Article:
Thursday, March 11, 2010
Noir in a Cape
Confession time. I am a comic book geek. No, I mean really. Look at the facts:
I owned a comic book store for almost ten years.
I was an Overstreet Guide advisor (the bible of the industry).
I combined comic book and cultural history and Classics in many an academic presentation, and wrote a very well received scholarly journal article on Wonder Woman (and how her image reflects American society's attitude toward women from the 40s through the 90s) that is actually cited occasionally (validation!)
I own a huge comic book collection--including every issue of Detective Comics from 1959 to 1989.
Our store was actually in an issue of Batman, thus making me part of the DC universe.
And ... here's the clincher. I can name the Legion of Super-Pets.
So I'm not going to go on and on with this post ... for one thing, only fellow geeks would enjoy it, and for another, I'm fighting (and losing to) a cold, and I have to fly tomorrow and be ready to rumble and read at a signing at the legendary Book Soup in Los Angeles tomorrow evening ... so my time and energy is limited. But--now that my geekiness has been confirmed--you know you won't hear the last about superheroes from this corner.
So, who's the favorite? Batman, of course. I grew up with Batman, watched the TV show, and (according to my mom) used to run around with a towel around my neck pretending to be Batgirl. But the Batman that I knew best--the one that "turned" me, so to speak--was the Batman of the '70s, a true dark night detective. Why?
Well, during the "bronze age", as it's known--days of 20 cent comics or 50 cent 100 Page Super Spectaculars--comics were forging ahead into adult themes. The 70s was a generally pessimistic era, but one of social consciousness and a lot of psychic and paranormal emphasis. Batman was returned to his 30s gangster roots during the decade, a figure born of tragedy and personal pain, who decided to get revenge ... and then decided to try to harness the rage and power for the benefit of other innocent victims.
Nowhere is this more clear than in a seminal story (and still my vote for best Batman tale ever) called "The Night of the Stalker." These ten or so pages made me a Batman fan for life, because I understood the sense of fury and loss and frustration and anger and obsession--all the noir underpinnings, in fact--that drove Batman to become Batman. I still clearly remember the day I read it--when I was nine years old.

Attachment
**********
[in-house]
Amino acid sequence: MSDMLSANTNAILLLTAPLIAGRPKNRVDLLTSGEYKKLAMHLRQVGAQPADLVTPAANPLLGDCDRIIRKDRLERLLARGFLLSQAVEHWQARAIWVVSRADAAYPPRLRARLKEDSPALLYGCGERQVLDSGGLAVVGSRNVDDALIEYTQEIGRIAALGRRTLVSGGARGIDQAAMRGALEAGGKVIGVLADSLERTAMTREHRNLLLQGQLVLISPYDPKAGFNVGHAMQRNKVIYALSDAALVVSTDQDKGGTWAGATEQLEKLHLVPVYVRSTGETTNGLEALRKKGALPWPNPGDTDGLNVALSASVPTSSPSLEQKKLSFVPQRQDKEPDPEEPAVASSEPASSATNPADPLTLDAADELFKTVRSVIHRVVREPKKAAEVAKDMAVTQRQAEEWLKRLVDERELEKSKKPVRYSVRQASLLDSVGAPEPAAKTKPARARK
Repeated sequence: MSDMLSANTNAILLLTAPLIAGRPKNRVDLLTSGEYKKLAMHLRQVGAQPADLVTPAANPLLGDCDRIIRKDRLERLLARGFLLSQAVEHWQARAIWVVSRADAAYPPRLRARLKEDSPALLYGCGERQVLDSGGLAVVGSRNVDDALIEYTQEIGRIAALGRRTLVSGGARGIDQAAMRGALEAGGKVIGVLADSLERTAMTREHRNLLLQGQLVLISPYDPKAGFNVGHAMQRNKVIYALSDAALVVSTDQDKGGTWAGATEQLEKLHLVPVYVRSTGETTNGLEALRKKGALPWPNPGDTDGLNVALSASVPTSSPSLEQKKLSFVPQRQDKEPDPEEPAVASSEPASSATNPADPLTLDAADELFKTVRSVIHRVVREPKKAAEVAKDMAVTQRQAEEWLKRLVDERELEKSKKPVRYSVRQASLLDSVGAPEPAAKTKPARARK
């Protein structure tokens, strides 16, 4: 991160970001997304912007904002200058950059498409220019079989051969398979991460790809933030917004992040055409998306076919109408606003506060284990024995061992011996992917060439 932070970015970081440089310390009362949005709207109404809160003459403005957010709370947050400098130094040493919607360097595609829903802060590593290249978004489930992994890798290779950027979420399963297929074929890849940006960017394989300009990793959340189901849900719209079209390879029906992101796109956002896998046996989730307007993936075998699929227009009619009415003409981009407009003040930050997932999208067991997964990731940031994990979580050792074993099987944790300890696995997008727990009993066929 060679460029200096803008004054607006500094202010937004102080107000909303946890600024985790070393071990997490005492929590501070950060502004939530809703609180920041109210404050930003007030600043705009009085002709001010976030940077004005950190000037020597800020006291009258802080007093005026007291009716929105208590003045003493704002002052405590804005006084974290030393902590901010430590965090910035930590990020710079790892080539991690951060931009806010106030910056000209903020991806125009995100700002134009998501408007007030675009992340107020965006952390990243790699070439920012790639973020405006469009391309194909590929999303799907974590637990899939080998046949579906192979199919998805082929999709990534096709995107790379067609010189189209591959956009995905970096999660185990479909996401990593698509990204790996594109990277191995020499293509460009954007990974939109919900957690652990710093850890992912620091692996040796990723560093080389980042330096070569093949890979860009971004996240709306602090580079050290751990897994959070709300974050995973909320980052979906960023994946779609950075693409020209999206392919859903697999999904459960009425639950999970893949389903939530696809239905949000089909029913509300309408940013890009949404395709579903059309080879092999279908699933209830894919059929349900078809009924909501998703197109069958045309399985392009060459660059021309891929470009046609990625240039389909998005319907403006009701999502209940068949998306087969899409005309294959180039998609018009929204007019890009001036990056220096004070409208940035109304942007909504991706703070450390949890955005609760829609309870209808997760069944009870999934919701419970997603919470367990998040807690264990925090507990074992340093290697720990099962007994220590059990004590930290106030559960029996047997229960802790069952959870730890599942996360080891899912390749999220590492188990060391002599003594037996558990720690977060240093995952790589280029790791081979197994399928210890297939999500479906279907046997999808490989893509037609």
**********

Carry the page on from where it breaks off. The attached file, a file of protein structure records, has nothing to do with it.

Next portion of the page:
There have been other heroes and heroines, of course. I am a DC girl, and only flirted with Marvel's darker titles (like Tomb of Dracula). But DC, during this time, was reprinting golden age stories from the 40s to fill out those 100 pages for 50 cents ... so I became acquainted with Dr. Fate and the Spectre, two dark and supernatural Golden Age heroes, and The Black Canary, who was a femme fatale crime fighter, right down to her fishnets and blonde wig.
I also eagerly followed the adventures of psychic Madame Xanadu, created in the 70s, and illustrated by the great Michael Kaluta, and the cool and mysterious Phantom Stranger. And really, I liked 'em all, from Green Arrow to Green Lantern to Superman's extended family.
But Batman ... I understood him. He was a totem, a symbol, a sacred representation of something very dark and very powerful.
And he still is.
Batman is noir in a cape ... and the most vulnerably human of the twentieth century myths we call superheroes.
Plus, let's face it ... who doesn't want a batcave??
I'm heading south tomorrow with some of my fellow Criminal Minds ... and hope to meet any CM readers at Left Coast Crime!